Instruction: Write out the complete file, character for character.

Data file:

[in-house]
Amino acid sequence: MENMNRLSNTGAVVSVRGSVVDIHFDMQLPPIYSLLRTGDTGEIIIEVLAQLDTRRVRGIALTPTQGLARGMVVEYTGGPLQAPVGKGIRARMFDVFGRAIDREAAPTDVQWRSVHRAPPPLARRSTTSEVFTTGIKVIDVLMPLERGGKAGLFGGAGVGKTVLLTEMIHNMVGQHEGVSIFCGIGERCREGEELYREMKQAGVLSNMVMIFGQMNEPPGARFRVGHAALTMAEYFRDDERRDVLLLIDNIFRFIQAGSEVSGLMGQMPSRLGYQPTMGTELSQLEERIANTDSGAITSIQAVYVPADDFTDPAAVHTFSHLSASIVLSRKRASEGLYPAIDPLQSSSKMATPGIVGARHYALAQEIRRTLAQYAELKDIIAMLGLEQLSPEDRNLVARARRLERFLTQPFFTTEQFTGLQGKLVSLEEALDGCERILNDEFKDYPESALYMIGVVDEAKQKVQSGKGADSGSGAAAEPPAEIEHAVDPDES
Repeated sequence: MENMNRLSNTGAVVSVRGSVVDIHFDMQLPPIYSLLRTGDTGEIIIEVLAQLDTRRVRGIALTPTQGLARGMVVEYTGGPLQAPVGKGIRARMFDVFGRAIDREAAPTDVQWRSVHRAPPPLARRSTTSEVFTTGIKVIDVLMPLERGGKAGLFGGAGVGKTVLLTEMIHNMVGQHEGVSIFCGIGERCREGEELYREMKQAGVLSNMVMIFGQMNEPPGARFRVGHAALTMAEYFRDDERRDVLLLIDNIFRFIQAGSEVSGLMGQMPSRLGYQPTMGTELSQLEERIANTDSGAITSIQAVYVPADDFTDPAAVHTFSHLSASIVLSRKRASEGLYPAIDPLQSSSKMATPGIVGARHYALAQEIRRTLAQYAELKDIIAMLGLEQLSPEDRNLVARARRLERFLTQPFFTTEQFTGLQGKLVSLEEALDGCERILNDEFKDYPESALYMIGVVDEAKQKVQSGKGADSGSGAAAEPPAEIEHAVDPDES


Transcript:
[in-house]
Amino acid sequence: MENMNRLSNTGAVVSVRGSVVDIHFDMQLPPIYSLLRTGDTGEIIIEVLAQLDTRRVRGIALTPTQGLARGMVVEYTGGPLQAPVGKGIRARMFDVFGRAIDREAAPTDVQWRSVHRAPPPLARRSTTSEVFTTGIKVIDVLMPLERGGKAGLFGGAGVGKTVLLTEMIHNMVGQHEGVSIFCGIGERCREGEELYREMKQAGVLSNMVMIFGQMNEPPGARFRVGHAALTMAEYFRDDERRDVLLLIDNIFRFIQAGSEVSGLMGQMPSRLGYQPTMGTELSQLEERIANTDSGAITSIQAVYVPADDFTDPAAVHTFSHLSASIVLSRKRASEGLYPAIDPLQSSSKMATPGIVGARHYALAQEIRRTLAQYAELKDIIAMLGLEQLSPEDRNLVARARRLERFLTQPFFTTEQFTGLQGKLVSLEEALDGCERILNDEFKDYPESALYMIGVVDEAKQKVQSGKGADSGSGAAAEPPAEIEHAVDPDES
Repeated sequence: MENMNRLSNTGAVVSVRGSVVDIHFDMQLPPIYSLLRTGDTGEIIIEVLAQLDTRRVRGIALTPTQGLARGMVVEYTGGPLQAPVGKGIRARMFDVFGRAIDREAAPTDVQWRSVHRAPPPLARRSTTSEVFTTGIKVIDVLMPLERGGKAGLFGGAGVGKTVLLTEMIHNMVGQHEGVSIFCGIGERCREGEELYREMKQAGVLSNMVMIFGQMNEPPGARFRVGHAALTMAEYFRDDERRDVLLLIDNIFRFIQAGSEVSGLMGQMPSRLGYQPTMGTELSQLEERIANTDSGAITSIQAVYVPADDFTDPAAVHTFSHLSASIVLSRKRASEGLYPAIDPLQSSSKMATPGIVGARHYALAQEIRRTLAQYAELKDIIAMLGLEQLSPEDRNLVARARRLERFLTQPFFTTEQFTGLQGKLVSLEEALDGCERILNDEFKDYPESALYMIGVVDEAKQKVQSGKGADSGSGAAAEPPAEIEHAVDPDES